Some thoughts about PLA printing infill.

Discussion in 'Lost PLA casting' started by garyhlucas, Dec 15, 2019.

  1. garyhlucas

    garyhlucas Silver

    The goal of infill in 3D printing is to give a part strength with as little material as needed saving both material and lots of printing time. This seems counter to what is needed for casting.

    What if a slicer program could produce say a zigzag infill specifically designed to collapse on itself so when you heat the pattern during burnout it easily collapses on itself instead of cracking the investment by expanding?

    I’d like to do lost PLA but lost foam is just so damn easy when you have a CNC mill.
  2. Patrick-C

    Patrick-C Silver

    Ideamaker has a cubic infill, which might produce that affect.
  3. DavidF

    DavidF Administrator Staff Member Banner Member

    It has more to do with the type of pla and geometry than the infill....
  4. ddmckee54

    ddmckee54 Silver

    I think that the problem has multiple causes, with infill %, and infill shape as key factors.

    You want the infill % to be as low as possible, but you still need to be able to get a decent final layer without having to use an excessive amount of top layers. I would think you'd want no more than 10-15%, probably less.

    You want the model to be able support itself and withstand a reasonable amount of handling. It doesn't need to be able to resist much crushing force so one of the weaker infill patterns would be your best choice. A rectilinear pattern is fairly weak, especially at low infill %, each layer can resist side crushing in only one dimension. Cubic infill is one of the strongest infill shapes, it's shape is designed to resist movement in all 3 dimensions.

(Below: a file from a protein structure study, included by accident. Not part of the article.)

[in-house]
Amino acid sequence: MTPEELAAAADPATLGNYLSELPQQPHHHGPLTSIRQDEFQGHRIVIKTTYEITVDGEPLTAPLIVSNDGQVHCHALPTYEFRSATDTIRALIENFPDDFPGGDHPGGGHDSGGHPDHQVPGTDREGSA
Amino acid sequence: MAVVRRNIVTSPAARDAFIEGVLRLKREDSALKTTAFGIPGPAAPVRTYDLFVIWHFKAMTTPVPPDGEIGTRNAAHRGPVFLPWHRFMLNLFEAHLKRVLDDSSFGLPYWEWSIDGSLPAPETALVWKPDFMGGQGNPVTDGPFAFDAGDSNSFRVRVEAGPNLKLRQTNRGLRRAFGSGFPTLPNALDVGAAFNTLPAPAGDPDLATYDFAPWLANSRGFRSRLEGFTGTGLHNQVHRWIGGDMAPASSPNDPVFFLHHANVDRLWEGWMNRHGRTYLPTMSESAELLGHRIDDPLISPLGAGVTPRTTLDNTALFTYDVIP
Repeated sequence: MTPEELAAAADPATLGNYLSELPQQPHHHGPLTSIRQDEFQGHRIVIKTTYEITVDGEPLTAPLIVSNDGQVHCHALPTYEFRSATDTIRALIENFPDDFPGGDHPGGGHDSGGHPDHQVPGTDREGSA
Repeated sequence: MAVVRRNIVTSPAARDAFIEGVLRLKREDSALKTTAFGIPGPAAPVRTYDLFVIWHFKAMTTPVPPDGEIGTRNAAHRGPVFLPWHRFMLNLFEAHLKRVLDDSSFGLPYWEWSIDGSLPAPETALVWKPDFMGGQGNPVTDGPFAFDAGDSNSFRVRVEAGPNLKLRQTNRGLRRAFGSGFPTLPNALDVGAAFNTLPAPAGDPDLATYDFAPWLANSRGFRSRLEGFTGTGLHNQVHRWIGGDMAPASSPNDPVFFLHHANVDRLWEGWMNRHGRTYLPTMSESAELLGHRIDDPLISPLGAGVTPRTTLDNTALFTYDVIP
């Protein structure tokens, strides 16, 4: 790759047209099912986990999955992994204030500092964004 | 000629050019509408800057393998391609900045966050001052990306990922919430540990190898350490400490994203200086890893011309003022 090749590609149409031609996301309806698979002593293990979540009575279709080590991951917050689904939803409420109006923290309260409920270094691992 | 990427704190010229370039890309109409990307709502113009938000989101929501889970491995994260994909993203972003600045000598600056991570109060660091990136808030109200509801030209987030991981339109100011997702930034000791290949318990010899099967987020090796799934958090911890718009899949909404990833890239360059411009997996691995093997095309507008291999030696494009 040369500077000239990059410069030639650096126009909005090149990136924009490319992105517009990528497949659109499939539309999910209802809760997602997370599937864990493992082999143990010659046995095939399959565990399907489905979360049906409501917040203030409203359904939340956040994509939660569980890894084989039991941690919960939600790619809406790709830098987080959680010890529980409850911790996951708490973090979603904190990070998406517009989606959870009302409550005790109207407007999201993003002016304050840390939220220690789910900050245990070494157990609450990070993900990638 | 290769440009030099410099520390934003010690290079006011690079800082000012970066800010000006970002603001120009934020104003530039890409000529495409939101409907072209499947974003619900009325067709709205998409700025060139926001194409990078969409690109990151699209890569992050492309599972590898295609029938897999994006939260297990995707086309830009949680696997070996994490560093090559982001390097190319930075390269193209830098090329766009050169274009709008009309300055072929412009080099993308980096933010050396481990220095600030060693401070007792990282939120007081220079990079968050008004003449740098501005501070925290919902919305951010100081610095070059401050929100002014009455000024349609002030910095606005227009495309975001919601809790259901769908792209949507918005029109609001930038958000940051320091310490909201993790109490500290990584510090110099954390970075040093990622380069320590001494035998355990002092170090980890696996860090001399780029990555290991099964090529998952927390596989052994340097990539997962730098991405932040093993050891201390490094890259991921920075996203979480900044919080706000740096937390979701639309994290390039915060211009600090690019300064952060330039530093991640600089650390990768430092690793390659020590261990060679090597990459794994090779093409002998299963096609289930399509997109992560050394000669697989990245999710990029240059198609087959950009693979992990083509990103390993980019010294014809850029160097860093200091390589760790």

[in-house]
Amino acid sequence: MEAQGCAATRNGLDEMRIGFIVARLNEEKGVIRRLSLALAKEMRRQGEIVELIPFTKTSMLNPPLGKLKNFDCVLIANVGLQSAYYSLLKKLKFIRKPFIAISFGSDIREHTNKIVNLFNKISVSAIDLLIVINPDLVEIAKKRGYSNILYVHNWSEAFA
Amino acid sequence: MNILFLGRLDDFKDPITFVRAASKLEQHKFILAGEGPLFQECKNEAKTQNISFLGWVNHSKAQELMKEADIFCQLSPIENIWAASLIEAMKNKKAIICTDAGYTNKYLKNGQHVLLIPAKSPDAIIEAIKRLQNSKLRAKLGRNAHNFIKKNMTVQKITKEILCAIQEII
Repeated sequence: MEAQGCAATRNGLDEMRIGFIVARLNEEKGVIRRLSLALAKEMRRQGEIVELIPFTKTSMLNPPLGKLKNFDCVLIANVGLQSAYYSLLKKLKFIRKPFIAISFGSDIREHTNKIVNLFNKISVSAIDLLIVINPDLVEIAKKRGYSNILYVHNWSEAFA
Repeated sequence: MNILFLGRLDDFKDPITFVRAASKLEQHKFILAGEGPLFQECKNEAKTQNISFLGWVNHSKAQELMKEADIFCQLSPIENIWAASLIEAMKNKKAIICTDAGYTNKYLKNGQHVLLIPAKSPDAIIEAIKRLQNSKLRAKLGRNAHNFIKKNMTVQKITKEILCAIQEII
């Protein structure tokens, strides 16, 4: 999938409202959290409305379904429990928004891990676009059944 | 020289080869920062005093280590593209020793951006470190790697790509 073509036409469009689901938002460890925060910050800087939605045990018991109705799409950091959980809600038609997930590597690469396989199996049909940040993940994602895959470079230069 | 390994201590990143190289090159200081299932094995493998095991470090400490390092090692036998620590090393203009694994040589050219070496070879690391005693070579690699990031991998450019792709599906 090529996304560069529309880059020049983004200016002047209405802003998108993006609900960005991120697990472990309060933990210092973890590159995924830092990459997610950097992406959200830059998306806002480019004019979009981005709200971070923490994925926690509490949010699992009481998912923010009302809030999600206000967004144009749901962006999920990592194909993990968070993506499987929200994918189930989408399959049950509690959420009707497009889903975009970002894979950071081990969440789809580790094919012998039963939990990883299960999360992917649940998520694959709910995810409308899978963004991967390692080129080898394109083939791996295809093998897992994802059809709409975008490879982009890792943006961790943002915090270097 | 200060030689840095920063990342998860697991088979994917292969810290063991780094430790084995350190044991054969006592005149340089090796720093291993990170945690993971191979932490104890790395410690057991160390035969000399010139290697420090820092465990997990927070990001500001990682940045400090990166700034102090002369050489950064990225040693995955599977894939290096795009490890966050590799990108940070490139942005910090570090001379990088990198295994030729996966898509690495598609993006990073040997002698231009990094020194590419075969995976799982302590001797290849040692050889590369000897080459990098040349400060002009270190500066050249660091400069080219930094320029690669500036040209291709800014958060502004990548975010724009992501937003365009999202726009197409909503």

The part of the infill that allows the model to resist vertical crushing will be the intersections of the infill layers. With a rectilinear infill pattern, this will be a series of columns that are one filament width by one filament width in dimension. Cubic infill will give you repeating pattern of hollow triangular pyramids that are stacked vertically base to base, and tip to tip. The pyramid walls are only one filament thick, but the Cubic infill pattern will give you repeating contiguous intersecting walls throughout the model.

  5. DavidF

    DavidF Administrator Staff Member Banner Member

    Having cast parts printed with anywhere between 10 and 50% infill I can tell you for certain infill isn't the biggest problem. Geometry is.
    Print an egg (the size of an egg) with 0 infill and only 1 shell. Now on this egg add a blind hole 1/4" dia by 1/4" deep.
    Now, mentally cast it and tell me what's going to happen... ;)
  6. ddmckee54

    ddmckee54 Silver

    Depends on how you orient the blind hole when printing the egg. Any orientation other than with the blind hole on the build plate, and you're going to get a mess. Casting it would STILL give you a solid egg with a blind hole, but you SHOULD be able to print it. Maybe, if your printer's up to the task. I know my Prusa I3 clone wouldn't be up to the task, my D6 clone - maybe.

  7. DavidF

    DavidF Administrator Staff Member Banner Member

    Don, the objective of what I was trying to get people to think about had nothing to do with the actual printing part.
    But since it's been brought up, you could print the hollow egg in two halves and glue them together, or use support structures when printing it whole.

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